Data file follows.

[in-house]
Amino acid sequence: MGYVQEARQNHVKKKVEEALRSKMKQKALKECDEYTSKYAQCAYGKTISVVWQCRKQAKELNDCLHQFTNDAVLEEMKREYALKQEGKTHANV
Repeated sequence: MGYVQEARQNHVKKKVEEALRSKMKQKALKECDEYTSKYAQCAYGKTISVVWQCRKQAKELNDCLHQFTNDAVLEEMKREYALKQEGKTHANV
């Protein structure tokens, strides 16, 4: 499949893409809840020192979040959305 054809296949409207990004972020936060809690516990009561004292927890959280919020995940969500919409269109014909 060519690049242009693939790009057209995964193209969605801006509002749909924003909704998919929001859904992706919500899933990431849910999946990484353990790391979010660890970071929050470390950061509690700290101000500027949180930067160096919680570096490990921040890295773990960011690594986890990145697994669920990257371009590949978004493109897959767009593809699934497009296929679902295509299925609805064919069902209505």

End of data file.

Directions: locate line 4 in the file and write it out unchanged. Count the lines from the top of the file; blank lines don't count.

């Protein structure tokens, strides 16, 4: 499949893409809840020192979040959305 054809296949409207990004972020936060809690516990009561004292927890959280919020995940969500919409269109014909 060519690049242009693939790009057209995964193209969605801006509002749909924003909704998919929001859904992706919500899933990431849910999946990484353990790391979010660890970071929050470390950061509690700290101000500027949180930067160096919680570096490990921040890295773990960011690594986890990145697994669920990257371009590949978004493109897959767009593809699934497009296929679902295509299925609805064919069902209505």